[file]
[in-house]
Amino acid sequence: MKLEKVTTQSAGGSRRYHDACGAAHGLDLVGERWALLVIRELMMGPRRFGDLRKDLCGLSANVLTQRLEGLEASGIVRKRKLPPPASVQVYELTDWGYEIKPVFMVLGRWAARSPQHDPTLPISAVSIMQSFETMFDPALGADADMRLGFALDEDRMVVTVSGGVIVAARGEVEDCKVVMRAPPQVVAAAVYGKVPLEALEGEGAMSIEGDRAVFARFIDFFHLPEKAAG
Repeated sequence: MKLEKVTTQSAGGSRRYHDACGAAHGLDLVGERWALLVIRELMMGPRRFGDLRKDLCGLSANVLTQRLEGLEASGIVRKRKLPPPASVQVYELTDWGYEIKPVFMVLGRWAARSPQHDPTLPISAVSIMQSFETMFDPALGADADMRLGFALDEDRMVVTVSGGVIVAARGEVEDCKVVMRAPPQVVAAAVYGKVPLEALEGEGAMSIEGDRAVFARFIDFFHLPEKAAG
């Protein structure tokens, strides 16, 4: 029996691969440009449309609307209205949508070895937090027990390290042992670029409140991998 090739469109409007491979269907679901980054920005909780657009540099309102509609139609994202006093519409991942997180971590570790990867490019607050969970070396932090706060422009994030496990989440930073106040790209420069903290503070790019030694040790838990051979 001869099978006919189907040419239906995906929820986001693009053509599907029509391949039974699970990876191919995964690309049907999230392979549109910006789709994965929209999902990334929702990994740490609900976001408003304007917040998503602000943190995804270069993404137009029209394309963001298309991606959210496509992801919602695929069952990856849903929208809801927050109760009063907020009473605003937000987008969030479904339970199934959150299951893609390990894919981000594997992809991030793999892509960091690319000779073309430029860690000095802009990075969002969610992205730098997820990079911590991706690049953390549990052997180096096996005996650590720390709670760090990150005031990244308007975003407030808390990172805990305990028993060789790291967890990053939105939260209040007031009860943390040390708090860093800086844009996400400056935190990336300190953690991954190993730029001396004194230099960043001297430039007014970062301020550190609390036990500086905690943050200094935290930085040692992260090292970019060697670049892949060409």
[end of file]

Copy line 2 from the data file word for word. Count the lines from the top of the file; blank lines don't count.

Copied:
Amino acid sequence: MKLEKVTTQSAGGSRRYHDACGAAHGLDLVGERWALLVIRELMMGPRRFGDLRKDLCGLSANVLTQRLEGLEASGIVRKRKLPPPASVQVYELTDWGYEIKPVFMVLGRWAARSPQHDPTLPISAVSIMQSFETMFDPALGADADMRLGFALDEDRMVVTVSGGVIVAARGEVEDCKVVMRAPPQVVAAAVYGKVPLEALEGEGAMSIEGDRAVFARFIDFFHLPEKAAG